26. The Extra Premium for Illiquidity Extra spread demanded by deals smaller than $500 million (proxy of definition of illiquidity) 26

  27. Credit Derivatives (CDS or LCDS) 27

  28. Importance of Derivatives for the Asset Class • Hedging • If you are “long” a single name credit risk, you can hedge the trade without going through the process of selling the underlying cash asset buying a CDS on that name • If you are “long” market credit risk, you may buy credit index protection to hedge the exposure to the market (i.e. Itraxx) • Capability to have additional liquidity in the market • Capability to deploy curve and basis trades • relative value • market neutral 28

  29. Invest in HY and Distress Evolving Asset Class by the Day 29

  30. Investing in HY is Cyclical 30

  31. The Difference Between a Trade and an Investment TRADE INVESTMENT • Medium-Long Term • Take a view on market/sector/company • Investment based mostly on analysis and macro view • Short Term • Potentially look at arbitrage opportunities • Trade based on trading technicals 31

  32. Investment Process Overview MANAGING POSITIONS IDEA GENERATION SCREENING ANALYSIS STRUCTURING • Identify investment opportunities internally and from other sources • Monitor “stressed credits”, industry sector trends, news and research reports • Monitor market trends and review deals in the credit and equity markets • Active dialogue with desks, investment management community, restructuring professionals, industry experts and other relationships • Maintain key relationships with funds, desks and professionals and industrial players • Identify the edge • Conduct full financial analysis, including valuation, debt capacity and liquidity analysis • Evaluate process risk by analysing legal issues, jurisdiction, capital structure, indentures, legal agreements, stakeholder interests, etc • talk to key players – management, existing investors, professional advisors, and interested investors and buyers • Conduct industry and sector analysis • Perform scenario analysis to determine upside/downside cases • Identify events and timing to events • Focus on capital preservation and low volatility • Identify opportunities with down side of debt and upside of equity • Assess and understand liquidity of the investment and exit • Review the entire capital structure to determine where to invest and identify intra capital structure plays • Determine opportunities to create / offer a new security • Understand which security has negotiating leverage, and assess stakeholder interests • Determine size, liquidity and overall fit with portfolio • Monitor all positions for news, data and events in real time • Mark positions monthly based on bid-ask market • Sell discipline focused on exit: sell when event happens; sell on price appreciation; sell if situation or event changes negatively • Talk continuously to key players and contacts to keep ahead of the information flow • Review all positions weekly • Revisit scenarios constantly • Advisory panel input during portfolio review process • Structure hedges 32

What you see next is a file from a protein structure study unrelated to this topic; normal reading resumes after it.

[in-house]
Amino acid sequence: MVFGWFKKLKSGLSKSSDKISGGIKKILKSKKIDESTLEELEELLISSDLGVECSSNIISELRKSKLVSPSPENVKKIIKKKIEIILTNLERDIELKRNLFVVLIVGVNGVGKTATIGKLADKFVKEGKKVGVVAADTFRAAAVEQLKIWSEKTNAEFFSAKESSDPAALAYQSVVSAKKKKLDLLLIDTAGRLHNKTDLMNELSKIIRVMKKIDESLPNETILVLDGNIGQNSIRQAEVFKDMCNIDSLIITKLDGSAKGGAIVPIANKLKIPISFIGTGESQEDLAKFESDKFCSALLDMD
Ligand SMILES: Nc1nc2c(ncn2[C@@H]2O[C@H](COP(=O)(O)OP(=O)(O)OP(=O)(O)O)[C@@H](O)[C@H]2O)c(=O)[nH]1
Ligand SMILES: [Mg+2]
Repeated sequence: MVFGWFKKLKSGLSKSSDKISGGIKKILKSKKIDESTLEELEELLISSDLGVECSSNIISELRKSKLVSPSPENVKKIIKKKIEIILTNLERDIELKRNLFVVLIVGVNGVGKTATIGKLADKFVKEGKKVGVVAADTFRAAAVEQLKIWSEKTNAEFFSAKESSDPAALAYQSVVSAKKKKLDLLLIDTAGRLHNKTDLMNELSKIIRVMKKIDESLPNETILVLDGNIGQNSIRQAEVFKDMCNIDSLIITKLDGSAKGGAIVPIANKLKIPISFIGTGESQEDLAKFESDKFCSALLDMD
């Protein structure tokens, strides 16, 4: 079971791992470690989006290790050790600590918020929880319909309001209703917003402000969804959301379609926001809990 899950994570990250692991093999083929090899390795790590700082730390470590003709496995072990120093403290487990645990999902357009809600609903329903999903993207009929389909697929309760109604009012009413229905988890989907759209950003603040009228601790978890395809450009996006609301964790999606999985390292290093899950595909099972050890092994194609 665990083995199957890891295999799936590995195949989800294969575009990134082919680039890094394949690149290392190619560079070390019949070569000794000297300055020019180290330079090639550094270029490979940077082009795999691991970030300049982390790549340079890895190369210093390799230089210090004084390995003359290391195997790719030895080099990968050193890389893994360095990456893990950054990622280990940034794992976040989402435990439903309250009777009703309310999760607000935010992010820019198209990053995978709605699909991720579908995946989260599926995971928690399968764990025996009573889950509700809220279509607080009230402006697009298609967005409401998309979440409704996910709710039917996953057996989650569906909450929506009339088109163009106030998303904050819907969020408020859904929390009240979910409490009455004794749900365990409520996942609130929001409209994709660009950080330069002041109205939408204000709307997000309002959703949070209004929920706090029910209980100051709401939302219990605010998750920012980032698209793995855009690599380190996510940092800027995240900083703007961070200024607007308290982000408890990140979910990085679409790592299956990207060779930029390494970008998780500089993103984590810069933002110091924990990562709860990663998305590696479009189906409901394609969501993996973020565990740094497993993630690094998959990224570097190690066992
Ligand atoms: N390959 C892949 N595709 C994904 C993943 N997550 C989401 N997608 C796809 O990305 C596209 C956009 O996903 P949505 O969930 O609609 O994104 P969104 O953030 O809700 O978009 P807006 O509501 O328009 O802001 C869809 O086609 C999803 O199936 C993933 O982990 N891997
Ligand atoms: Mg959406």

33. Managing the Process (Special Situations) From identifying an opportunity to executing on it, we closely manage the process every step INITIAL ASSESSMENT REACHING AGREEMENT EXECUTION • Opportunity assessed against our investment criteria • Immediate feedback – we will only work on deals we believe we can execute • Experienced analyst allocated to complete financial analysis • Founding partners involved from the outset to make an assessment of the risk/reward dynamics • Information request provided focusing on the key facts we need to make an investment decision • Key commercial issues identified and put on the table • Meet and develop relationship with management • Initial terms proposed and negotiated • Flexible and pragmatic approach to other stakeholders • Ongoing honest feedback provided throughout • Upside/downside scenario analysis • Timeline to completion established • Experienced structuring team dedicated delivering the agreed deal • Creative deal structuring using both financial, legal and industry angles • Streamlined documentation requirements, borne out of years of experience of what is key in distressed and special situations • Founding Partners involved throughout – leveraging their relationships to bring other stakeholders on board 24/48 hours 2-5 days 5+ days 33